The Do’s & Don’ts of iPhoneography

Obviously I am not a professional photographer, but I, like anyone else in the 21st century take a lot of photos with my iPhone. There are so many tips & tricks for getting just the right photo, but I’m throwing my proverbial hat into the ring and sharing my own. Not only am I going to share my do’s and don’ts, but I’m going to share the tools I use (which is typically against my code of conduct).

The Tools:

Built-In Camera: I always use the iPhone’s built-in camera. Apps like Instagram and VSCO have cameras available in their apps, but the resolution is often lower than that of the phone’s own camera. Using the app editor’s camera may seem like it’s a one-stop shop, but taking photos on the phone camera allows for editing later. This gives more time living in the moment rather than being tempted to edit and share it straight away.

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Apps:

VSCO – The only filters and editing tools I use are available in the VSCO app. Obviously I’m not going to share the exact methods of my madness, but I do own all the filters available (so it’s one or two of those).

Layout – If there is ever a time to make a collage, I use Layout. It’s user-friendly and gets to the point with minimal options (no one needs a 16 photo collage) and zero fuss.

Instagram – This one is a no brainer. Everyone and their Grandmother use Instagram practically. VSCO has a built-in social sharing site, but it’s for great photographers (thus not ideal for my amateur photos of palm trees).

Do’s & Don’ts:

Don’t subscribe to the idea you need a theme. There are hundreds of bloggers and people in the world that will tell you your Instagram account needs a theme. Only use one filter with the same brightness, hue, and saturation levels. Every such and such photo should be of this item, black and white, etc. I’ve heard them all. If you want a theme, cool. If not that’s cool too. Just do what you feel.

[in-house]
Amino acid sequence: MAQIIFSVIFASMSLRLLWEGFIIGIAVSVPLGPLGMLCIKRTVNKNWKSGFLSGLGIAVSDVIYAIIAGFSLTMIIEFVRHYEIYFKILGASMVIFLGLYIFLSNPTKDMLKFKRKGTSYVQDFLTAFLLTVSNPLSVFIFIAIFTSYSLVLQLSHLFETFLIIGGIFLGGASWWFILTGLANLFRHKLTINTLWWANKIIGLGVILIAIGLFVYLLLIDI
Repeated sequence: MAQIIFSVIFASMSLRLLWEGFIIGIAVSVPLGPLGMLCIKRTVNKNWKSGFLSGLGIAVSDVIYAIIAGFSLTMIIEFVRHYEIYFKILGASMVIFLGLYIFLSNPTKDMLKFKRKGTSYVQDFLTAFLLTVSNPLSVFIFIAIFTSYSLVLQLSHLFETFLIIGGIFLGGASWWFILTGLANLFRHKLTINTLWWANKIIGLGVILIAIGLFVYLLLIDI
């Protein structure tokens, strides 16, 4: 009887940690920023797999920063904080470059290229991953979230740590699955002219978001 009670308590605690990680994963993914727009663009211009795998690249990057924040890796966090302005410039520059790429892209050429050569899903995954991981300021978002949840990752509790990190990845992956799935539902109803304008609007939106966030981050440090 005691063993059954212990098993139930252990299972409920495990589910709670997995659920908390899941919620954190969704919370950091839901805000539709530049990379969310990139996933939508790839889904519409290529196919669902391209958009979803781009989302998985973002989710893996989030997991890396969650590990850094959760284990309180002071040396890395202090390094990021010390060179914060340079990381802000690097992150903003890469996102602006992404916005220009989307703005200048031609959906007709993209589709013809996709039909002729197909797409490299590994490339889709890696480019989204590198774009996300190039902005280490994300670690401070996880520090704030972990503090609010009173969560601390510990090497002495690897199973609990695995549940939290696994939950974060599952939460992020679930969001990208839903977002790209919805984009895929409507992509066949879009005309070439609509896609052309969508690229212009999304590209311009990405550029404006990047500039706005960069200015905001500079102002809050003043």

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Do be as real as possible. Yes, big famous Instagram accounts come from bloggers and people with incredible photos, but I’m a regular person. I don’t go on vacation 30 times a year to beautiful exotic places and most of the time my outfits aren’t worthy of an #OOTD. Share what you want, and don’t be intimated by everyone elses highlight reel.

Don’t post more than 3 photos per occasion tops. This goes for birthday parties, concerts, and even vacations. I break this rule a lot, but I try to follow it. Odds are whoever is in my photos or looking at them is at the event. They know what it was like and it saves a lot of hurt feelings for people not included. (Unless someone starts drama with you on the regular for little to no reason at all then post all you want) This goes for reposting Snapchat’s as well.

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Do fake good lighting. Lighting is an issue especially indoors. My apartment has the worst built-in lighting so it makes taking photos in certain areas after sundown horrific. Use a white background (even a piece of paper if you’re trying a lay-flat of clothes etc) and it will naturally brighten it. Mess with the exposure in VSCO (or the brightness in other apps). Positive numbers will darken the photo while negative numbers brighten it. Beware not to mess with it too much or the photo will become grainy.

Do photograph your food but do it well. No one likes ugly, poorly lit food. Don’t take a sad photo of a sugar cookie on a paper plate. If you made it: awesome. Show it off. Just do it on a good plate.

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Don’t listen to dumb people. There are people who have to say something about literally anything and everything. I’ve listened to all the photo sharing rules, but honestly they are a bunch of bull. If you want to post an inspirational quote, go for it. You want to post a funny meme, go for it. It’s portraying you as a person and the most popular accounts these days are filled with repurposed quotes and memes from all over the internet (looking at you Fat Jew). Also concert photos: share them. I’m a huge advocate of sharing those.

Bottom line: share what you want in the most pleasing way. Convey your best self and your best life. Don’t try to subscribe to the thoughts, ideas, and “rules” set by famous accounts or large accounts.

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This is part of an ongoing series being featured in, what I can only assume is the “How to Be Nicole Guidebook,” Rachael is writing.

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